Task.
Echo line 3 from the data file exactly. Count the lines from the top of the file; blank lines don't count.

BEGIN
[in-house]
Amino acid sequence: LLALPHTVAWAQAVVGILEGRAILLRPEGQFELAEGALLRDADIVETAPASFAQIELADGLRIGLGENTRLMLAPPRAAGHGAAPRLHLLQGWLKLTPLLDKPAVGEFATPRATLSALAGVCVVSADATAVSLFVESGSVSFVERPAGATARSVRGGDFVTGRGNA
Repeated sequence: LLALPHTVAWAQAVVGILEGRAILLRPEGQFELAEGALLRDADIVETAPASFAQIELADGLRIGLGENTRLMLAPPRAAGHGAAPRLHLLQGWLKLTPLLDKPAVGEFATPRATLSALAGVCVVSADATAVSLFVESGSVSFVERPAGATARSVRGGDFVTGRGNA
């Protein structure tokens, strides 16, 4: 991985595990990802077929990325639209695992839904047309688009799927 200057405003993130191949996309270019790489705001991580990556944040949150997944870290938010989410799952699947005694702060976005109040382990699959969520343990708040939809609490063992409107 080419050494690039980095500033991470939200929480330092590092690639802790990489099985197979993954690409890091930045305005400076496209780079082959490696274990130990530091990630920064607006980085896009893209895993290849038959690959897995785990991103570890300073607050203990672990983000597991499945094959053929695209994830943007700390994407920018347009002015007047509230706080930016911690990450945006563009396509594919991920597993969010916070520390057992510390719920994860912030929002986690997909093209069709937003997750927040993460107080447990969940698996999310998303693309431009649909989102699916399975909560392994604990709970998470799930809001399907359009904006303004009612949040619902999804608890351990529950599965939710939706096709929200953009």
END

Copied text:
Repeated sequence: LLALPHTVAWAQAVVGILEGRAILLRPEGQFELAEGALLRDADIVETAPASFAQIELADGLRIGLGENTRLMLAPPRAAGHGAAPRLHLLQGWLKLTPLLDKPAVGEFATPRATLSALAGVCVVSADATAVSLFVESGSVSFVERPAGATARSVRGGDFVTGRGNA